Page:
Offshore oil and gas activities account for almost a third of global oil output and a quarter of gas output. They are major contributors to global energy supply. Some parts of the world, that were so far relatively untouched by these activities, are now seeing the significant and rapid development of this economic sector; this is particularly true in West Africa, where some major gas discoveries have been made in recent years. Off the coast of Mauritania and Senegal, for example, the exploration of certain wells has revealed reserves of up to 425 billion m³. The first exploration operations are expected to begin in 2022. Alongside climate change issues, the intensification of these activities and their multiplication in these new regions is resulting in an increase in threats to the marine environment and to local populations.

Conference "Promises and challenges of offshore oil and gas in West Africa: the case of Senegal", organised in Dakar in march 2019.

In this context, a few years ago IDDRI began work on the international governance of offshore drilling activities, highlighting gaps in the international legal framework. Based on this research, IDDRI was tasked by the MAVA Foundation with coordinating a project in West Africa, COBIA, aimed at bringing together actors in the region to ensure that where these offshore activities are developed, they take into account issues regarding marine environmental protection, rational resource management and positive impacts for local populations.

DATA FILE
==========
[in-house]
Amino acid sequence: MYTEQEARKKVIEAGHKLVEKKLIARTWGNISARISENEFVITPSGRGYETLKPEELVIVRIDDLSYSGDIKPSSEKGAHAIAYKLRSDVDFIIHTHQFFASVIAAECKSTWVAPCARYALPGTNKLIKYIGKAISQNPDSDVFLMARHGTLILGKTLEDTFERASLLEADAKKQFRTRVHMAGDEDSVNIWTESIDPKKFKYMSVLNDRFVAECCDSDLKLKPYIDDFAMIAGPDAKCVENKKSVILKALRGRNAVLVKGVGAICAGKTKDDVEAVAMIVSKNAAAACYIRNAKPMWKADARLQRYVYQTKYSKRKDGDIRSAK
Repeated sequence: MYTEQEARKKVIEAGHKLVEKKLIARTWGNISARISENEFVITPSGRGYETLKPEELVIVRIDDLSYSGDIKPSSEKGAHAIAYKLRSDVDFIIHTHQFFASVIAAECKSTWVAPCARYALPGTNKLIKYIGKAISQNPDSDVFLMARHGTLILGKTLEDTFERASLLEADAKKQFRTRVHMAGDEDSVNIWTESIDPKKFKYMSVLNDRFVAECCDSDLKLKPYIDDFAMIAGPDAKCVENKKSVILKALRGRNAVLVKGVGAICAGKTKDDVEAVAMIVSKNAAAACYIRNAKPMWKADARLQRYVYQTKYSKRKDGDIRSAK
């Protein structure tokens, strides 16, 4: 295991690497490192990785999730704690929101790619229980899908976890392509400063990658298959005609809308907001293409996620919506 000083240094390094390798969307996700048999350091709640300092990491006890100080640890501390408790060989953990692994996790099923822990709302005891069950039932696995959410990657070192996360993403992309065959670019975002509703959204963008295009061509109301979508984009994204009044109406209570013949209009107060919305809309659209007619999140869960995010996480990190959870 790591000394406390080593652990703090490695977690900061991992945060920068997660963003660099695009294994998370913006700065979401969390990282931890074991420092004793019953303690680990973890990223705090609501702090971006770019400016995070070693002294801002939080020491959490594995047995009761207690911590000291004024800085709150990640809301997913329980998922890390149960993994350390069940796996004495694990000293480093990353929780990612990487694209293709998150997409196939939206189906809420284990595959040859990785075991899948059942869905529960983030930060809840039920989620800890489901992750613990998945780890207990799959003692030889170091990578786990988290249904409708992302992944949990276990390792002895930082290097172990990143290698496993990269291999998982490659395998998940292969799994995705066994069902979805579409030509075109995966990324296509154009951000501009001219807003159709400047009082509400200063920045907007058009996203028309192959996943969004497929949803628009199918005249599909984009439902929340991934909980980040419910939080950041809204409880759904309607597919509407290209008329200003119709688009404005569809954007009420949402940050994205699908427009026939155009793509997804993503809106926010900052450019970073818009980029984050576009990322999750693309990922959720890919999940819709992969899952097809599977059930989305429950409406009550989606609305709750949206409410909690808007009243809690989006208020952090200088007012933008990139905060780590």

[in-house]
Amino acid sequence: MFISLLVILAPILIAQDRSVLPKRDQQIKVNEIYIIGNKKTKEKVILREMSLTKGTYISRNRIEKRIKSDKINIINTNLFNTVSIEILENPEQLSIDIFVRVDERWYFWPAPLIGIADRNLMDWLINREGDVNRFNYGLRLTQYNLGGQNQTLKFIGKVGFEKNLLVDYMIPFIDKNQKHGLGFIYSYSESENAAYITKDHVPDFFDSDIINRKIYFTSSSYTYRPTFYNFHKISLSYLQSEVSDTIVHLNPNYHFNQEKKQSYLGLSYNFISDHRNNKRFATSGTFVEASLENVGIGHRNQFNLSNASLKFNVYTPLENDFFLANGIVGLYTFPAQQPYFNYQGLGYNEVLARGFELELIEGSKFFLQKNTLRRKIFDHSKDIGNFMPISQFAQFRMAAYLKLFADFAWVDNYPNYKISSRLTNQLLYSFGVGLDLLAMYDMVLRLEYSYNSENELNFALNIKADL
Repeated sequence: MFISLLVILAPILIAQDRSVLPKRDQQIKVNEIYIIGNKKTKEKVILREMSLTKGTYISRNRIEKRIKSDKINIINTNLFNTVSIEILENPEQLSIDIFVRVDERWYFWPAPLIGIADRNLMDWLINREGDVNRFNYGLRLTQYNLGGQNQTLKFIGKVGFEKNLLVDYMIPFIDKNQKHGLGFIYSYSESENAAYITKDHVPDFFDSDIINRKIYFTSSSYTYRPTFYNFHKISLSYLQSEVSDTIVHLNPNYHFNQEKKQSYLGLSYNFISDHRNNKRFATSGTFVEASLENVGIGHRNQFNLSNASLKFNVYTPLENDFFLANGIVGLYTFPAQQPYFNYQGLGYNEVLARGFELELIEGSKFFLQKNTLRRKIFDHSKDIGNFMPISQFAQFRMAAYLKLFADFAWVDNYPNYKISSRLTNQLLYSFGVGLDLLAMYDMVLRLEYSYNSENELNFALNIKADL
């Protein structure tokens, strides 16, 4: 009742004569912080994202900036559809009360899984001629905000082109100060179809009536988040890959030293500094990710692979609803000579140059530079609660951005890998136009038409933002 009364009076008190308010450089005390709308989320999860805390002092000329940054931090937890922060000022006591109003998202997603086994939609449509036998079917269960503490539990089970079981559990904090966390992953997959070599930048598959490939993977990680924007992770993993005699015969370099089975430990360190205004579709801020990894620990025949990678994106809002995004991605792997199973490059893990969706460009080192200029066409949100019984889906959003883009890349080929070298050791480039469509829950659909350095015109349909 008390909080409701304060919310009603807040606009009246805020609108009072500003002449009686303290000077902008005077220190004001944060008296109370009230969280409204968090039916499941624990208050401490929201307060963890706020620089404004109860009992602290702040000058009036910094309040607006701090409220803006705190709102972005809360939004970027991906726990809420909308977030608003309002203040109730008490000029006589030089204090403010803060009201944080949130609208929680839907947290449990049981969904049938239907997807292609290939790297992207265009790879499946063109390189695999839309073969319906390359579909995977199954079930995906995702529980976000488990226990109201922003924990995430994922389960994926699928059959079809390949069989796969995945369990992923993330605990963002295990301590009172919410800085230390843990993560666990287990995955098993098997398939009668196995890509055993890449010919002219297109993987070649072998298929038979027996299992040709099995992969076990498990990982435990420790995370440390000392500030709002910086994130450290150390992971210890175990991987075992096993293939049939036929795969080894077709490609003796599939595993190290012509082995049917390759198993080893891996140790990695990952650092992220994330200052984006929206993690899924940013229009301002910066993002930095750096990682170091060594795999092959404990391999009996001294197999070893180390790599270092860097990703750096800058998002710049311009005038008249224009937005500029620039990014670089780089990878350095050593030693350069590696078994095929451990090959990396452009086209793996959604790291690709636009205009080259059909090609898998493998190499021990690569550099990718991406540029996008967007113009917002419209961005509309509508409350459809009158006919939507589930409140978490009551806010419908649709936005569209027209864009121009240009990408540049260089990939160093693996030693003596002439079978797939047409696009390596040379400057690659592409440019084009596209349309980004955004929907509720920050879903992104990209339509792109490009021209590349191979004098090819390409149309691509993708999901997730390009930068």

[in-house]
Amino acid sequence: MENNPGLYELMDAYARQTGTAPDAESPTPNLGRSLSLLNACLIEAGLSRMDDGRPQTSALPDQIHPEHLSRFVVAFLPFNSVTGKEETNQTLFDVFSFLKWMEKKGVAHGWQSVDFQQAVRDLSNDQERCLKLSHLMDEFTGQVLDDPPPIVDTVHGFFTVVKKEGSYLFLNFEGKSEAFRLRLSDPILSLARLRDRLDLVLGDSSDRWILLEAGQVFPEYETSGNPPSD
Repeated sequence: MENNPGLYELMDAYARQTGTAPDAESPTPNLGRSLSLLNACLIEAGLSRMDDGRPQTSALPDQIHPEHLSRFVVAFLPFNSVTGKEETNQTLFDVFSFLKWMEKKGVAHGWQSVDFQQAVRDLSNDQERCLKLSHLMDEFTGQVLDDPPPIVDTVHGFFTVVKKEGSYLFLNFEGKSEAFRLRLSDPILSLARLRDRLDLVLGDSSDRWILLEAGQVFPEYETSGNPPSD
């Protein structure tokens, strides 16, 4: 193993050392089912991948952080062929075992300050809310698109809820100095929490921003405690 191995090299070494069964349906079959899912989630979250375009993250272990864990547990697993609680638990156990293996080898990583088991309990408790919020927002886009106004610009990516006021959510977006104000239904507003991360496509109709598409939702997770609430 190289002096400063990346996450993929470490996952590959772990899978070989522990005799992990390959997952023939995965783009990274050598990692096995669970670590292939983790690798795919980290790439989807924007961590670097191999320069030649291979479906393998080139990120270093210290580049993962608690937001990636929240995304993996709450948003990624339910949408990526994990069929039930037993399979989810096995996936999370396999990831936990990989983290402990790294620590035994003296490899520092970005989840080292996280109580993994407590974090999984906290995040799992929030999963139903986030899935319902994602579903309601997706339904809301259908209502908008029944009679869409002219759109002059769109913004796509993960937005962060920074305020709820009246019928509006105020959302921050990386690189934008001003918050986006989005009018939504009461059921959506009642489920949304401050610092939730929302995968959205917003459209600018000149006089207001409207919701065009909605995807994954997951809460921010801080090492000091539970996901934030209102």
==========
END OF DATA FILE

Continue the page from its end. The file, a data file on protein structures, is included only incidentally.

Through the contribution of key partners (BirdLife International, Regional Partnership for Coastal and Marine Conservation in West Africa [PRCM], Abidjan Convention Secretariat), the goal of the project is to gain a full picture of the offshore oil and gas exploration and production sector. The project thus focuses on developing scientific knowledge of the marine environment and monitoring the impacts of offshore drilling activities, strengthening stakeholder capacities, developing response plans in case of marine oil spills and, finally, ensuring oversight for these activities, whether public (national and regional regulations) or private (corporate social responsibility). Through this project, IDDRI contributes to identifying and implementing activities aimed at setting the offshore sector on the path to marine ecosystem protection. At the same time, IDDRI also contributes, through the organisation of expert workshops and informal meetings, to developing reflections and dialogues on the offshore sector to address climate objectives and the challenges of protecting biodiversity at the international level.